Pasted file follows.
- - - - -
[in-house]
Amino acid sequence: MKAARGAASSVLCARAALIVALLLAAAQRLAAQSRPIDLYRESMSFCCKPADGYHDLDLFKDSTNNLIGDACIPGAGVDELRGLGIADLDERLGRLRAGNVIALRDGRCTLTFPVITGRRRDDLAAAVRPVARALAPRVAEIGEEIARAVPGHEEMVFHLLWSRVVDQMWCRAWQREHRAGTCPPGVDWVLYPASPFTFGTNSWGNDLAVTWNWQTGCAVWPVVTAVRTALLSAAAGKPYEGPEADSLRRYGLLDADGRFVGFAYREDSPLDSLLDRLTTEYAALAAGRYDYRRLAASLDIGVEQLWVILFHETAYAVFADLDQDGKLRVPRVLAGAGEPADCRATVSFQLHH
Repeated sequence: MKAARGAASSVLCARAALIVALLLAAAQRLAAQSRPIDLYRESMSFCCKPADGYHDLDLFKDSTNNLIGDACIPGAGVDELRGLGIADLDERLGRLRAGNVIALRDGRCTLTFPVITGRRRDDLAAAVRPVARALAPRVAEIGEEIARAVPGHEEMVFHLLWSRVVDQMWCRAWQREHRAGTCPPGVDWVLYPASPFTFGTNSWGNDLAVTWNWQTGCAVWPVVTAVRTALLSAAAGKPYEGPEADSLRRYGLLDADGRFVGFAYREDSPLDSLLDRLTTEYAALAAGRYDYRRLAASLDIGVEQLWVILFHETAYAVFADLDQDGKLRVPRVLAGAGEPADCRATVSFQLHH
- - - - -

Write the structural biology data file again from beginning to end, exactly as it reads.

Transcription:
[in-house]
Amino acid sequence: MKAARGAASSVLCARAALIVALLLAAAQRLAAQSRPIDLYRESMSFCCKPADGYHDLDLFKDSTNNLIGDACIPGAGVDELRGLGIADLDERLGRLRAGNVIALRDGRCTLTFPVITGRRRDDLAAAVRPVARALAPRVAEIGEEIARAVPGHEEMVFHLLWSRVVDQMWCRAWQREHRAGTCPPGVDWVLYPASPFTFGTNSWGNDLAVTWNWQTGCAVWPVVTAVRTALLSAAAGKPYEGPEADSLRRYGLLDADGRFVGFAYREDSPLDSLLDRLTTEYAALAAGRYDYRRLAASLDIGVEQLWVILFHETAYAVFADLDQDGKLRVPRVLAGAGEPADCRATVSFQLHH
Repeated sequence: MKAARGAASSVLCARAALIVALLLAAAQRLAAQSRPIDLYRESMSFCCKPADGYHDLDLFKDSTNNLIGDACIPGAGVDELRGLGIADLDERLGRLRAGNVIALRDGRCTLTFPVITGRRRDDLAAAVRPVARALAPRVAEIGEEIARAVPGHEEMVFHLLWSRVVDQMWCRAWQREHRAGTCPPGVDWVLYPASPFTFGTNSWGNDLAVTWNWQTGCAVWPVVTAVRTALLSAAAGKPYEGPEADSLRRYGLLDADGRFVGFAYREDSPLDSLLDRLTTEYAALAAGRYDYRRLAASLDIGVEQLWVILFHETAYAVFADLDQDGKLRVPRVLAGAGEPADCRATVSFQLHH